Should of vs. should have

I have a couple of well-educated ex-colleagues who shall remain nameless who, in the written form, have started using the phrase should of, in the following context:

Mum should of gone to Iceland.

I must stress that this is not the actual phrase they used.  They used more business-like phrases.  But you get the picture.

Speech has always influenced the development of written language.  But the world we now live in is made up of people whose English education is often, at best, questionable—people who, even if educated appropriately to suspect a mistake, have neither the time nor the inclination to search for the truth.  This means that mistakes like that above will become increasingly prevalent with time, which is a shame.

The correct construct is:

Mum should have gone to Iceland.

Or indeed:

Mum really shouldn’t have gone to Iceland.  Especially now that they’ve fired Kerry Katona.

Posted by Dan, 4 November, 2009 under Grammar | Life


  • Thankyou thankyou thankyou. U have been so annoyed with the use of ‘should of’ when, after all these years, I was sure I learned
    should have’ at school. I ‘should of/have’ looked up this website sooner!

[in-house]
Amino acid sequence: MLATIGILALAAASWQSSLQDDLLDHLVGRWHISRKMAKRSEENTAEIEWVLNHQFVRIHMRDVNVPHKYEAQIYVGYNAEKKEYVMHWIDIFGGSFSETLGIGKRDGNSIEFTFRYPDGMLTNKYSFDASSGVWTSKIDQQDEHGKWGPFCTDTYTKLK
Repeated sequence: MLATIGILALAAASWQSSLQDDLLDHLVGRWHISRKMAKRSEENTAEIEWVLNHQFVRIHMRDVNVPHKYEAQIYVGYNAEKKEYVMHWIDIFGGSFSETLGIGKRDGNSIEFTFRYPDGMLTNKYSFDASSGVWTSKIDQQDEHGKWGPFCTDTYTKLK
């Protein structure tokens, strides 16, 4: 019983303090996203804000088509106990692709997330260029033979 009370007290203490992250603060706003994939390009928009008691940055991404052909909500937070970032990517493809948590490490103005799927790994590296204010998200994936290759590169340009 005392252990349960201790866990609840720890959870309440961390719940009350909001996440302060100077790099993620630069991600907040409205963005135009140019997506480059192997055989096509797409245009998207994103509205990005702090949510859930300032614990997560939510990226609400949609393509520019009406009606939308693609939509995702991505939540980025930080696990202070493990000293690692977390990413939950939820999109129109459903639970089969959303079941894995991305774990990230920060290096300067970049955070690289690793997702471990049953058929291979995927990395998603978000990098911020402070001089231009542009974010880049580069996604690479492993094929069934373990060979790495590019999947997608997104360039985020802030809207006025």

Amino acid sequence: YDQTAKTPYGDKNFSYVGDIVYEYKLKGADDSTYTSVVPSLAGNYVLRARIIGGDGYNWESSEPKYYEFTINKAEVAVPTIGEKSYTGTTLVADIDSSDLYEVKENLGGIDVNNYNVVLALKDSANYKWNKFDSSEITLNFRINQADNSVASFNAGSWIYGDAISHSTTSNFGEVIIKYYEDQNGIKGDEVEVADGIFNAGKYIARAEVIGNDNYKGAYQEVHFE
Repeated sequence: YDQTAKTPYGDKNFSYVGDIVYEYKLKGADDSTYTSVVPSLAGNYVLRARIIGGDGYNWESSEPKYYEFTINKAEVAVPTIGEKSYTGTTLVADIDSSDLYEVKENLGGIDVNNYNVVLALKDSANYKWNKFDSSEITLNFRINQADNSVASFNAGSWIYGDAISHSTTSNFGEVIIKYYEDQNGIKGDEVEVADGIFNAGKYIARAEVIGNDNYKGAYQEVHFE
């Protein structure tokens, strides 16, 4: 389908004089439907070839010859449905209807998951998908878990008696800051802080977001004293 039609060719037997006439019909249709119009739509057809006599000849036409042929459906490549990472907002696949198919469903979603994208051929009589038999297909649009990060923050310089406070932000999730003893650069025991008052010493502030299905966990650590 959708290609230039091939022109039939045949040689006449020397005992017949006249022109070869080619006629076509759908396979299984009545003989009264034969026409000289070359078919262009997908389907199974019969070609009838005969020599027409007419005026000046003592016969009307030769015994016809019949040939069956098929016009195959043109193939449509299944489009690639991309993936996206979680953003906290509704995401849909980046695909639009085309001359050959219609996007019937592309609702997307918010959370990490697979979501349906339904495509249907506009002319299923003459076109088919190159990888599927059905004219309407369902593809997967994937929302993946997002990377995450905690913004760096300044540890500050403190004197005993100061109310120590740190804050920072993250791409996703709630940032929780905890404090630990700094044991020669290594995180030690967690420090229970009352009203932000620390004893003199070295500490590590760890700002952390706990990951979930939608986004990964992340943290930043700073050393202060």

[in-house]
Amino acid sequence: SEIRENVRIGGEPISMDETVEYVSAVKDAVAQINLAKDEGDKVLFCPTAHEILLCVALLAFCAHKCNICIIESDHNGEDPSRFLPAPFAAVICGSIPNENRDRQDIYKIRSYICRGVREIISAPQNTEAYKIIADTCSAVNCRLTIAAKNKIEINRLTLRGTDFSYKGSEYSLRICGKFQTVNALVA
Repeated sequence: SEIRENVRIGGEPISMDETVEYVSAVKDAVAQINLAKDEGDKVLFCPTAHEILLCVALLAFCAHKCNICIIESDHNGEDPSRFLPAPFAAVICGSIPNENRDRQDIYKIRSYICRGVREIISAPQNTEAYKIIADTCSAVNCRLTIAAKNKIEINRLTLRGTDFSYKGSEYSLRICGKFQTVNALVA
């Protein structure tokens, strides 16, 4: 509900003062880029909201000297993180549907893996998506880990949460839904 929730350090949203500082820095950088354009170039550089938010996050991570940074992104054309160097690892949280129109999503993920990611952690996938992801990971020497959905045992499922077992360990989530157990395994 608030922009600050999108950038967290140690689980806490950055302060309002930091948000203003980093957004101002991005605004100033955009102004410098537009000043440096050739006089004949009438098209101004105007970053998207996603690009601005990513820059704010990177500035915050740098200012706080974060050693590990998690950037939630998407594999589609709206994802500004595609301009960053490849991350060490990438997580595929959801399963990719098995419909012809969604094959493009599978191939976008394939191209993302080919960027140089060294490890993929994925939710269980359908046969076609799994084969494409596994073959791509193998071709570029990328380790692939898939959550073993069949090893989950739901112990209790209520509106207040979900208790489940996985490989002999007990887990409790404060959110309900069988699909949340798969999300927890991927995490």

Posted by Annie G, 31 March, 2010, 10:52am

  • The number of my school/college friends who make this mistake! Many of them don’t seem to pick it up when I sometimes correct them by repeating what they’ve written but emphasising ‘have’ instead of ‘of’. I got asked by one of my fellow English classmates the other day how old I was, due to the fact I “am good at English”, after they asked me how to spell a word! I’ve even seen ‘should of’ left alone in corrected pieces of coursework, either purposely not drawn attention to or not noticed by the teachers! The education system is going downhill…

    Posted by Isabell L., 27 December, 2010, 7:03pm

  • I can’t see how your colleagues can be described as ‘educated’. This is basic grammar and requires the simplest understanding of how verbs work.

    Would your colleagues say ‘I of gone to Iceland’?

    Posted by John C, 8 February, 2012, 3:31pm

  • My feeling is that English is no longer taught to English-speakers in the same rigorous manner as is used to teach foreign languages.

    In foreign languages, we learn formal structure, different word types and sentence construction. In English, this is less common.

    Add to this the popular culture that surrounds us all, and people get it wrong. People may be stellar at maths and science, but lousy at English. It doesn’t mean that they’re not well-educated.

    Posted by Dan, 8 February, 2012, 4:55pm

  • The common contractions “should’ve, could’ve, would’ve, and must’ve” are the culprits, but grammar is not well focused on as a necessity in these times. Perhaps some day a media icon will impress kids with proper speech coolness.
    Yea right.

    Posted by cinthb, 28 August, 2012, 2:54am

  • It’s simple: your ex-colleagues are not well-educated.